Extended Data Fig. 5: In PIGPDGFB-Cre-ΔIFNγ mice, IFNγR is expressed in MCA313IFNγ-IND tumour endothelial cells and wound healing is impaired.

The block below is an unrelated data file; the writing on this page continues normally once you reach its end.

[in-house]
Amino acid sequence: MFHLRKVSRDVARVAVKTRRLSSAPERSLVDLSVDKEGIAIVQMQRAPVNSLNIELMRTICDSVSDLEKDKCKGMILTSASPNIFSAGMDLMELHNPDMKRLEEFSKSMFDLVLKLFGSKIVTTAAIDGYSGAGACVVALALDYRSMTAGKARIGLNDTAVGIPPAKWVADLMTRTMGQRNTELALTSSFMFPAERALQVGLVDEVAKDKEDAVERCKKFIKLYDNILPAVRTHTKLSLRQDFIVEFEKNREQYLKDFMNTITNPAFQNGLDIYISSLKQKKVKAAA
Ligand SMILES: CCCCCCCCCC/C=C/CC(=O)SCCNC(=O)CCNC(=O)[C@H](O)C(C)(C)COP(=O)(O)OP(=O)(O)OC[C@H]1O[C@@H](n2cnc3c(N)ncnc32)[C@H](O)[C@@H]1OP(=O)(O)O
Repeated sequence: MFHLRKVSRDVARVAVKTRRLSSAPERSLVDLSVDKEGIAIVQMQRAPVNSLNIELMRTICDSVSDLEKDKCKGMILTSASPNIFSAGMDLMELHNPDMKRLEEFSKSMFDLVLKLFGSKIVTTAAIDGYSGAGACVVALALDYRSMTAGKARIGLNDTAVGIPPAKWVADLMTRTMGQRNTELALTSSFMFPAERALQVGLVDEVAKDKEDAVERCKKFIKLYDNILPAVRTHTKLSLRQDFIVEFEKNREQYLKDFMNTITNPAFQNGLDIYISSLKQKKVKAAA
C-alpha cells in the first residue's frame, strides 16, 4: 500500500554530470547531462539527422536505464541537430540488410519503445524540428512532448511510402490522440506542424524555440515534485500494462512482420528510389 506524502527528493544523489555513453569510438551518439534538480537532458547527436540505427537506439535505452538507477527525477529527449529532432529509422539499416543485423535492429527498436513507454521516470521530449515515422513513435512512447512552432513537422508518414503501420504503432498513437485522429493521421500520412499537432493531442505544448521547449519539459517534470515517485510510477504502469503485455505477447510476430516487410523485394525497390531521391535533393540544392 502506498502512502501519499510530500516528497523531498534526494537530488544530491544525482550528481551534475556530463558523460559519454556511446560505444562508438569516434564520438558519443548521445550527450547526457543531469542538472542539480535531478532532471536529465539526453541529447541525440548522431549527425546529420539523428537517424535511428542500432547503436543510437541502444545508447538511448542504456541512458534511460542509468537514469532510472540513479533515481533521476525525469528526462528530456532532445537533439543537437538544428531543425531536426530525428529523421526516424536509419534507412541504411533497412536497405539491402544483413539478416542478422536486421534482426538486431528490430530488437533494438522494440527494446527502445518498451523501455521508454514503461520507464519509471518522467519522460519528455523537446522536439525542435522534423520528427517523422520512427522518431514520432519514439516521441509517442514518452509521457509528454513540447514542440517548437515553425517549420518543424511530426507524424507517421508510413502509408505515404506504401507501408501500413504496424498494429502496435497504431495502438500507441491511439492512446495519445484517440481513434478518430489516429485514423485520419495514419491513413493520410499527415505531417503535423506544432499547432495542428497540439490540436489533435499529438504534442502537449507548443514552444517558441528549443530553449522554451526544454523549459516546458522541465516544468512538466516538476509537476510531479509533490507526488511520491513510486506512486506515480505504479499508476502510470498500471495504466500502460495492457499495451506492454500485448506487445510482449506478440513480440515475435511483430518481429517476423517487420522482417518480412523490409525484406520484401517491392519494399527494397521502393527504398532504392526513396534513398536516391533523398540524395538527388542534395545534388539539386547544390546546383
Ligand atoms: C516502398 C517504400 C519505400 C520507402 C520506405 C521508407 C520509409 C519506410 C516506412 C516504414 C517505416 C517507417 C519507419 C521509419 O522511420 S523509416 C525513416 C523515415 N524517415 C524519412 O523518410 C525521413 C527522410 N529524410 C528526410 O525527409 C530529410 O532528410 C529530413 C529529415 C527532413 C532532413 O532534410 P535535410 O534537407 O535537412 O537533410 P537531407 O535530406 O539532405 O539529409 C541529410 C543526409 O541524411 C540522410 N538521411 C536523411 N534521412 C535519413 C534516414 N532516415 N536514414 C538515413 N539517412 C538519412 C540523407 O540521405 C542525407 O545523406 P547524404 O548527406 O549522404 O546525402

a, GFP is expressed in MCA313IFNγ-IND tumour endothelial cells. Scale bars, 50 μm. b, CD119 (1st column) and GFP (2nd column) expression in tumour endothelial cells from PIGPDGFB-Cre-ΔIFNγ mice treated (1st row, green histograms) or not treated with tamoxifen (2nd row, dotted line), PDGFB-CreER-IRES-GFPΔIFNγR treated with tamoxifen (3rd row, blue histograms) and PIGΔIFNγR treated with tamoxifen (4th row, red histogram) confirms that only after tamoxifen application in PIGPDGFB-Cre-ΔIFNγ mice both GFP and CD119 are induced. c, As very few CD11b+ (7.5%) and NK1.1+ (4.2%) cells in the tumour stroma of PIGPDGFB-Cre-ΔIFNγ were GFP+ (Supplementary Table 1b), nitric oxide production by tumour-derived CD11b+ cells as read-out for IFNγ responsiveness was analysed. 4 × 105 purified CD11b+ cells of MCA313IFNγ-IND tumours from mice as indicated were exposed to 250 U ml−1 IFNγ for 24 h, supernatants were mixed with Griess reagent and absorbance measured at 540 nm (dotted line shows detection limit) mean ± s.d. d–f, Tumours progressing after prolonged IFNγ exposure are largely necrotic but still produce IFNγ. d, H&E staining of a tumour section (from mice depicted in Fig. 2i) after around 50 days of IFNγ exposure. One representative of four mice is shown. e, Tumour of a mouse without dox (small central necrosis, one representative of two mice). Necrotic areas are encircled (dotted line). Scale bars, 2 mm. f, Progressing tumours still produce IFNγ. Tumours were re-isolated after IFNγ induction from wild type (n = 1, day 116), PIGCMV-Cre (n = 3, day 92–116) and PIGPDGFB-Cre (n = 3, day 65–66). Re-isolated tumour cells were cultured in 500 ng ml−1 dox for 48 h. Supernatants were analysed by IFNγ ELISA, mean ± s.d. g, h, Impaired wound healing in PIGPDGFB-Cre-ΔIFNγ mice. In the indicated mice bearing MCA313IFNγ-IND tumours (approximately 50 mm3), a wound of 5 mm diameter was instilled. g, Wild type (n = 3), IFNγR (n = 3) and mice with endothelial-specific IFNγR expression (n = 6) were dox-treated (circles) or left untreated (squares); wild-type (n = 3) and IFNγR (n = 2) and mice with endothelial-specific IFNγR expression (n = 4). Wound healing was recorded. Differences in mice with endothelial-specific IFNγR became significant at day 6 (*) and were highly significant at day 18 (***). h, Representative pictures (wild type, day 14; IFNγR, day 14; PIGPDGFB-Cre-ΔIFNγ, day 21). *P < 0.05, **P < 0.01 and ***P < 0.001. The number of mice, replications and sample size for each experiment are shown in Supplementary Table 3.